trust and believe… criminals!?

Do you trust? Do you believe?

I’m not talking (at least in this post!) about God – I’m talking about convicted criminals!

Tapu Misa has written another thought-provoking piece about –among other things– the house-arrest conditions of Bailey Kurariki, suggesting that the public needs to trust him to learn how to live in society.

If my words above were the only information one had, you might well question her logic, but Kurariki was only 12 at the time of his crime – acting as a ‘look-out’ while his friends (only slightly older) beat and killed a pizza delivery man with baseball bats.

It raises interesting questions about all sorts of things: teenage violent crime, community and family stability, correction methods, authority and…

…trust/belief in other human beings.

Why do we ‘trust’ one another? Should we do it more? Less? Should we treat one another with suspicion? Should we be skeptical?

Keeping things vague and general (‘we’, ‘eachother’) don’t help, do they? Obviously, some times you should trust someone, and other times you really shouldn’t! Many small towns in many rural areas of the world show their trust by not using (or even thinking of having) locks on their doors. Try that in some parts of some cities! Yeah. right.

This kind of ‘trust’ and ‘belief’ is such a… well… ‘subjective’ thing, isn’t it? But, still, it’s a very real thing. It holds families, marriages, communities and even nations together. Without trust, everyone is your enemy. But un-trustworthy people are real. Enemies are real…

Even stranger than that, maybe part of the reason some people are so ‘un-trustworthy’ has to do with how much people have trusted them their whole lives… Maybe nobody really ever did? Maybe trust is needed (sometimes) in the strangest places?

2 thoughts on “trust and believe… criminals!?”

  1. Interesting post Dale. We never lock our doors, not at night nor when we go out for the day, even when we go on holiday we sometimes forget : ). One day we may well get hurt but I’d rather risk that than be ‘hurt’ everyday by locking up the place like a prison. It helps too that I know all the neighbours well and live out of town.
    On the issue of trust, I have come to the conclusion that it is better to trust and be hurt than to live life not trusting at all – simply because the most meaningful and deep ways of relating to another happen in that space of complete trust. In saying that, I have had my trust broken in the past and it was the most painful and damaging experience of my life thus far, so I do also see the sense in the notion that trust must be earned. Kurariki has obviously behaved well during his sentence and earned the trust of those responsible for the decision to release him, and to be accepted back in society he will have to now slowly earn back their trust. And there is some truth in your last paragraph that people need to have opportunities to be trusted, I’ve found at college that if I ask the roughest kid in the class to take over the mufti money tin and I explicitly tell them its because I trust them, they are honoured – if they think that people dont trust them regardless, what have they got to lose?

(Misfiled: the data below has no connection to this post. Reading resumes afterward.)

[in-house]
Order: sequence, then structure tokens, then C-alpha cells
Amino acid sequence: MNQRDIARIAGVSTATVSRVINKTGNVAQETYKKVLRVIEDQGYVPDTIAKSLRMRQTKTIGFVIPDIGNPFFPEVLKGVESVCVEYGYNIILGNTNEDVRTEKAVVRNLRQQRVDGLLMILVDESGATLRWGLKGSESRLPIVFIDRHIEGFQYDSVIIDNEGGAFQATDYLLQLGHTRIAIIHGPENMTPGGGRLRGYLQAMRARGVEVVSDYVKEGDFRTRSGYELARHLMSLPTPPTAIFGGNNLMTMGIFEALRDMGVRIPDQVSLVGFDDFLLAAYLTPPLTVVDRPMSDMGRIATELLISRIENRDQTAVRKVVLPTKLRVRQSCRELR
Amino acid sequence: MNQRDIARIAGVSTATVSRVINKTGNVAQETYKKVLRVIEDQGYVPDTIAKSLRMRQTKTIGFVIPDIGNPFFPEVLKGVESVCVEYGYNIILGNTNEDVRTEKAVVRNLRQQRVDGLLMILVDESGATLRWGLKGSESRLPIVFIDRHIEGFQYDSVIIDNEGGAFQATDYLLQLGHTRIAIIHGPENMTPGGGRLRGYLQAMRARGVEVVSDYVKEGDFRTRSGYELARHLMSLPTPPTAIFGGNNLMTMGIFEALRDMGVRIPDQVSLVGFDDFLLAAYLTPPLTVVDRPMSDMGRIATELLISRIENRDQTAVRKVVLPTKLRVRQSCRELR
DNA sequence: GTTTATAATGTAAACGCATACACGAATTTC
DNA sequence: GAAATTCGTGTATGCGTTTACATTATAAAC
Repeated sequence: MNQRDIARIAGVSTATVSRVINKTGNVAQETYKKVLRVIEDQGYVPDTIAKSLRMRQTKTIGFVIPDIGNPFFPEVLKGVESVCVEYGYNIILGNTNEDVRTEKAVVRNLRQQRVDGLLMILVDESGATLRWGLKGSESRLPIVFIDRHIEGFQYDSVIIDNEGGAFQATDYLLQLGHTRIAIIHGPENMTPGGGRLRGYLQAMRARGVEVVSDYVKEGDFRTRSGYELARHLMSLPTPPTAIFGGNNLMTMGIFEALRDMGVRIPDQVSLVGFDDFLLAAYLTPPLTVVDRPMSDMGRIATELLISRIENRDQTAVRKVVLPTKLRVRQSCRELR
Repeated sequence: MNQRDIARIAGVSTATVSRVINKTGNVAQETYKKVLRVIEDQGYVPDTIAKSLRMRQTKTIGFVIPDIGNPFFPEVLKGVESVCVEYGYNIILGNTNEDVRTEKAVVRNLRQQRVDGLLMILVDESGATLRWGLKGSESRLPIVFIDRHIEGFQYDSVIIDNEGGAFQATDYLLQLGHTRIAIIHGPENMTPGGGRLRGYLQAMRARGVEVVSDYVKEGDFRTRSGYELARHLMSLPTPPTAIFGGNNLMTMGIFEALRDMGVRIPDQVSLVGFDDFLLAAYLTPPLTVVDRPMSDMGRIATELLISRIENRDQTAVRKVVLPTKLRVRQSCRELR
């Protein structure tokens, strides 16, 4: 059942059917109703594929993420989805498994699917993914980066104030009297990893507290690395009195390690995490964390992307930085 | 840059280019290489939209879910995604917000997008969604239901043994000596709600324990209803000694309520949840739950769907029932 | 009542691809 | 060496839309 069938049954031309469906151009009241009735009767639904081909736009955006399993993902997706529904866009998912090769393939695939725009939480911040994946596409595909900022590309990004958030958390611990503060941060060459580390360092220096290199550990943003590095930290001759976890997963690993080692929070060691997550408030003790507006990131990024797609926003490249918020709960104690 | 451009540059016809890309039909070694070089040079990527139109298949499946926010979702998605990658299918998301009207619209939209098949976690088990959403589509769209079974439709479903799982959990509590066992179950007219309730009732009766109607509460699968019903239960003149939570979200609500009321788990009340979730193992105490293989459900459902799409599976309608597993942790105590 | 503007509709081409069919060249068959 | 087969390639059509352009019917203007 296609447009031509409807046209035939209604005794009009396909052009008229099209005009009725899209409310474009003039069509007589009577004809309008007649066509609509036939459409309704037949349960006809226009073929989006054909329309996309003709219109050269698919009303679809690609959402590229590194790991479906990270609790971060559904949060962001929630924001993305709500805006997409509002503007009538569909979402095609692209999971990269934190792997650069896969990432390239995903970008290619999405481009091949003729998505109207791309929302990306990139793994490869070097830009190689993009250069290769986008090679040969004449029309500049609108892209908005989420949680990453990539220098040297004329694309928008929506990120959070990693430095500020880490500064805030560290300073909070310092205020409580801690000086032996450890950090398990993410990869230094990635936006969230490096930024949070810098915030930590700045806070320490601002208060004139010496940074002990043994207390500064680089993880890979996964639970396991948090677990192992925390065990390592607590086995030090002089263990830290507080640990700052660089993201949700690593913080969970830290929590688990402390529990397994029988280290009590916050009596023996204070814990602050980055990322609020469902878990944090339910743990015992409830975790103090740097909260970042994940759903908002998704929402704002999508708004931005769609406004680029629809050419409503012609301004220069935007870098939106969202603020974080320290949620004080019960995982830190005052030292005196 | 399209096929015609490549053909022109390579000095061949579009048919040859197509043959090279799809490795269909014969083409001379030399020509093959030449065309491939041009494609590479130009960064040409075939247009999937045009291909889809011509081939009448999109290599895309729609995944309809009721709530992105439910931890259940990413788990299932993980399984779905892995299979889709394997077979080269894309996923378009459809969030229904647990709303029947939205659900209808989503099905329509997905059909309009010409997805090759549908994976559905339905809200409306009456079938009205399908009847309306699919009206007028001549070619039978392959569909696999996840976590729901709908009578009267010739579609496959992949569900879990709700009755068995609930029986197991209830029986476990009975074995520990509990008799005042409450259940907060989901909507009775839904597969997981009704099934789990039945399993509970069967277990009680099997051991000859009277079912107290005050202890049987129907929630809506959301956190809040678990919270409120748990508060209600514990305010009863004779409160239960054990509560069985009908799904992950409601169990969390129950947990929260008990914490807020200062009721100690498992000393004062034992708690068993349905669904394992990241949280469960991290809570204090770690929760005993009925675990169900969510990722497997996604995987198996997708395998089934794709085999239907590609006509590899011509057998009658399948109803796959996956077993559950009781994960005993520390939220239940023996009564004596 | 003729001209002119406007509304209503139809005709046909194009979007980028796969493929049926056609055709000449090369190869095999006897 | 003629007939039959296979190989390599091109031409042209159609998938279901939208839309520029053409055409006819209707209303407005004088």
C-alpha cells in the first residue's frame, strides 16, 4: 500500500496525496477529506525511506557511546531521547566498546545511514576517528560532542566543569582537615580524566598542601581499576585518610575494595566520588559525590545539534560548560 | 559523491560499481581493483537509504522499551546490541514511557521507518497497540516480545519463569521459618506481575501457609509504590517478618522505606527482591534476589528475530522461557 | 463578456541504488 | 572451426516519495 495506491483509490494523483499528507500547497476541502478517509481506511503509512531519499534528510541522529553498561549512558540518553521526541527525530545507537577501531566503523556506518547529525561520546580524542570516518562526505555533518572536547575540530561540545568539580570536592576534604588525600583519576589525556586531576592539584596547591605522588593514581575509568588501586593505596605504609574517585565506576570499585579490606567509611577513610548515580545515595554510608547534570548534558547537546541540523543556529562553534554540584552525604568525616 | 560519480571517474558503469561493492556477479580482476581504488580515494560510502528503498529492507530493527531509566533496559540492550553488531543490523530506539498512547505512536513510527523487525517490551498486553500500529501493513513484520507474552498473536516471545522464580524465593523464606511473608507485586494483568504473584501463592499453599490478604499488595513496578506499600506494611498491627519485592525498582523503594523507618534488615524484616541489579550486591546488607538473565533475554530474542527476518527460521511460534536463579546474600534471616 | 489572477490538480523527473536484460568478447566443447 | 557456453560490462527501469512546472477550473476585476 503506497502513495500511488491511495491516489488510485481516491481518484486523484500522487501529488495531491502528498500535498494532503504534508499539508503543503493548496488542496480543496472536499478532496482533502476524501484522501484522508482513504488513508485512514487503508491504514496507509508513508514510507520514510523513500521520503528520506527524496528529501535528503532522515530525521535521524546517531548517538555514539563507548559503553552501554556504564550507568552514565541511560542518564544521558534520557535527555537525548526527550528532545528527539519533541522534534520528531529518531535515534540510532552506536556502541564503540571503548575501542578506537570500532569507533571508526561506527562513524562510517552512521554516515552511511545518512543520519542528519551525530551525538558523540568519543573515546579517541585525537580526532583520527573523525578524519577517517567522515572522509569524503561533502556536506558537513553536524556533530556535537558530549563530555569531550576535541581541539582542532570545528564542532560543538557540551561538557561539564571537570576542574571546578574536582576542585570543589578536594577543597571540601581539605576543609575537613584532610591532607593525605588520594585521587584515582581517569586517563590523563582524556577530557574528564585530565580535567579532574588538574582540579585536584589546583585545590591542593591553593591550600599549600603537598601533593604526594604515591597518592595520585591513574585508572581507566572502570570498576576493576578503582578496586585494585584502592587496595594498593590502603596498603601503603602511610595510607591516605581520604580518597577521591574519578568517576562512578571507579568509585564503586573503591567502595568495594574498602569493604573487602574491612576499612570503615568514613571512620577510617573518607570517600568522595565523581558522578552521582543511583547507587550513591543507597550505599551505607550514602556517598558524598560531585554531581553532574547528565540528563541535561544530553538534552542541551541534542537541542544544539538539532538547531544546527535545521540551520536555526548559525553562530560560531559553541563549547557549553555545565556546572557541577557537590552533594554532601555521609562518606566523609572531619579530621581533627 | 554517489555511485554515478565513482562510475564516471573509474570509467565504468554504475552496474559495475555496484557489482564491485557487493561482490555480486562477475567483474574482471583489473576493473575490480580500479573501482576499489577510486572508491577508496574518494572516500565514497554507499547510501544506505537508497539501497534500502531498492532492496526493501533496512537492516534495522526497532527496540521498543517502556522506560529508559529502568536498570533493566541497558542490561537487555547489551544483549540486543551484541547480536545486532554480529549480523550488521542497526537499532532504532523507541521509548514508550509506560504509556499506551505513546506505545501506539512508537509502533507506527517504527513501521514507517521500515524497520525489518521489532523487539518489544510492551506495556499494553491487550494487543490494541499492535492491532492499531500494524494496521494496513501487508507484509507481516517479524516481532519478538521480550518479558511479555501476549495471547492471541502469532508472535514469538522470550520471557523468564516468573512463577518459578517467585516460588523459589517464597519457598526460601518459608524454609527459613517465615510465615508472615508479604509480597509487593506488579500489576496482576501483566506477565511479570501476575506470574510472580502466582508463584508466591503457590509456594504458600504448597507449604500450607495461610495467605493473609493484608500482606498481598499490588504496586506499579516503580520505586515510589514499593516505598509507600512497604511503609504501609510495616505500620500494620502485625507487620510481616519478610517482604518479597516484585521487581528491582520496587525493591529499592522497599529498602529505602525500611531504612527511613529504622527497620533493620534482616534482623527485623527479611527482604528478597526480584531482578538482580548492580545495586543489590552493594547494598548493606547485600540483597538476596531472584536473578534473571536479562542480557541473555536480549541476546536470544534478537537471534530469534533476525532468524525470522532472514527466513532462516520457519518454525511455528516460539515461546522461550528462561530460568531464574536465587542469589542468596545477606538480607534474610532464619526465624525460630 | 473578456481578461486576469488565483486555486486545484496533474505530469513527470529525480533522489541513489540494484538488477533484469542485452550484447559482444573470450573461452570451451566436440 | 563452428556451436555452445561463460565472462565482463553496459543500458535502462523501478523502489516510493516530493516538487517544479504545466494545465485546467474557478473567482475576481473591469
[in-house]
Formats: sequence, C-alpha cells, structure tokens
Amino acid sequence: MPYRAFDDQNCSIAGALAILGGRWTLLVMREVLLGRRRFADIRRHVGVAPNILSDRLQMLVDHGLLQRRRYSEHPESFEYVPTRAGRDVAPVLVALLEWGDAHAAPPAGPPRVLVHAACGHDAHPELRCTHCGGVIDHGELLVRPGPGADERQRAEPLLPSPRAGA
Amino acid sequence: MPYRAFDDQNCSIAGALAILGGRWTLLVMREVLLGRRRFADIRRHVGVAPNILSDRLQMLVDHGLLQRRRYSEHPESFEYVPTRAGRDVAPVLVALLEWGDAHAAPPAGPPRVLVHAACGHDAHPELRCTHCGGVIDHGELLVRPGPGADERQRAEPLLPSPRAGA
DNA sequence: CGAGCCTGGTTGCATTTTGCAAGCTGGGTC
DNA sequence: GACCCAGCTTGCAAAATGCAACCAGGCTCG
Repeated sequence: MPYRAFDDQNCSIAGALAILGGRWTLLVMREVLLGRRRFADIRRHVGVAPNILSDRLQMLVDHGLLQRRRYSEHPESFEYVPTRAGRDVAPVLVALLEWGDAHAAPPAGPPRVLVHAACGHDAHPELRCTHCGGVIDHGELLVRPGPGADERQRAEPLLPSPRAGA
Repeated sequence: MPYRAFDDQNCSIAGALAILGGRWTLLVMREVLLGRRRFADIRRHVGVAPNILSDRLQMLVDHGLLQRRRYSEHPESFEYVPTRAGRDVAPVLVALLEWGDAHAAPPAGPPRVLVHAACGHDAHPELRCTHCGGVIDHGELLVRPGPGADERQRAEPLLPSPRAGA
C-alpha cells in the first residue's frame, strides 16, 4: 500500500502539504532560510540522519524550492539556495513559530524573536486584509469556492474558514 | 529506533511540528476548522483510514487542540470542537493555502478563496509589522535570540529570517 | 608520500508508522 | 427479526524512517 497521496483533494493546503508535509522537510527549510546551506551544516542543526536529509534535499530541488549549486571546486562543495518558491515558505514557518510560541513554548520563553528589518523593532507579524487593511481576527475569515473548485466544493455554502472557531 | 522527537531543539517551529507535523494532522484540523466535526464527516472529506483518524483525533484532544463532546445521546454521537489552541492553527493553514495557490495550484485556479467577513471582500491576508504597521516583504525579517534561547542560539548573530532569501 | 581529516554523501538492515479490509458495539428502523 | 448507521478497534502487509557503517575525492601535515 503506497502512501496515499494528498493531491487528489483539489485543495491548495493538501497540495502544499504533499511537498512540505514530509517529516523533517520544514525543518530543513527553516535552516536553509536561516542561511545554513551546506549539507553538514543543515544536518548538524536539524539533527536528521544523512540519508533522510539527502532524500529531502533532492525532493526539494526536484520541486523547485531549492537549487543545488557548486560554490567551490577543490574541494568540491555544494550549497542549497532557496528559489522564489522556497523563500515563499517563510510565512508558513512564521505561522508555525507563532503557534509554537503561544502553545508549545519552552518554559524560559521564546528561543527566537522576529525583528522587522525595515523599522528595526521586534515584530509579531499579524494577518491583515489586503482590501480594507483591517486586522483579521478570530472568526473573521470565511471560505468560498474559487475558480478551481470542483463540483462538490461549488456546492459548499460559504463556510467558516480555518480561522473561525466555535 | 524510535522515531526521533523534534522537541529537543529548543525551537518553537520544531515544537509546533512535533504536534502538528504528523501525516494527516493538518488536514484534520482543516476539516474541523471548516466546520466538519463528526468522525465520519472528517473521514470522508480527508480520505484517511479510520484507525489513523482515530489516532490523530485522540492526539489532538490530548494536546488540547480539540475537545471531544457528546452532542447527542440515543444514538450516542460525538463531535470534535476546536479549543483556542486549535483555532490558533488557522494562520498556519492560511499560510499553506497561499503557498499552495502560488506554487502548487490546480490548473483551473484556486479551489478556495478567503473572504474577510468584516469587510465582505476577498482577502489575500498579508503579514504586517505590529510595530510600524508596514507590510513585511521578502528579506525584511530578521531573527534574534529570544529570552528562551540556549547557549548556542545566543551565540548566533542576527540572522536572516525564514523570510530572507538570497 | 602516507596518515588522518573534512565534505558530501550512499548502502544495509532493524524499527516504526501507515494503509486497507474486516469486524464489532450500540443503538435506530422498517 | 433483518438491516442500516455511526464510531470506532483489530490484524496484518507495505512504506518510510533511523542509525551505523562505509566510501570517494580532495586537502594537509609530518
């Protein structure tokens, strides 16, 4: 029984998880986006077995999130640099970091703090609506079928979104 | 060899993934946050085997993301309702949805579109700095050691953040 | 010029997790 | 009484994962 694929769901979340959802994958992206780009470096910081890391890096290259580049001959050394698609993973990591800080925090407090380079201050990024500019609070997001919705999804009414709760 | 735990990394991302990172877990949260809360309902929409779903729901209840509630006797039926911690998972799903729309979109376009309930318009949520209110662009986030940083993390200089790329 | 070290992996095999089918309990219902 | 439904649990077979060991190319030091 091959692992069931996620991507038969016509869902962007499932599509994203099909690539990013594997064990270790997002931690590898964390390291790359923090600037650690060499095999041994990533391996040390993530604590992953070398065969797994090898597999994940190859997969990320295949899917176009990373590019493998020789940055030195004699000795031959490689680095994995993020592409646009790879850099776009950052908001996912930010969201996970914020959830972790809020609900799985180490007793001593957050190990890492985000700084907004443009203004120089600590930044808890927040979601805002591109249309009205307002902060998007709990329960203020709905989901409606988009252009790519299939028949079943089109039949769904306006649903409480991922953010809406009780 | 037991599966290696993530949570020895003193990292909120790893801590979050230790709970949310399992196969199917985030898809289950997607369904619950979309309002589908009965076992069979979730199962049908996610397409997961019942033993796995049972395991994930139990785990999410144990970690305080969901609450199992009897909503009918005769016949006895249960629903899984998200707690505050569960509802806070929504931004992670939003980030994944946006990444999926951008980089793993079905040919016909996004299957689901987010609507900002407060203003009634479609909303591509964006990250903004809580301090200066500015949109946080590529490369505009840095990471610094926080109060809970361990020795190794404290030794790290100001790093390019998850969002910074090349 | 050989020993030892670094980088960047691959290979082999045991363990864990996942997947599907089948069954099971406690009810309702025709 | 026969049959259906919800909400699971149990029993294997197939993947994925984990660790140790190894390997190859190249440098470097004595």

2. Beautiful stuff, Jack.

    I especially appreciate your trusting the ‘rough’ kid with the money tin. That’s absolutely lovely. And of course, you’re practially still in control of the situation, etc. so if money went missing, no worries; meanwhile the kid gets to be affirmed in a HUGELY meaningful way. I might tear up… :)

    But, of course, these kids grow up, and from there it’s quite a to-and-fro issue. There’s some interesting things being thought about, I hear, concerning what I think is being called ‘restorative justice’, where criminals are being given a chance to actually contribute to society as well as having contact (if possible and with conditions) with those their crime affected…

    interesting stuff…

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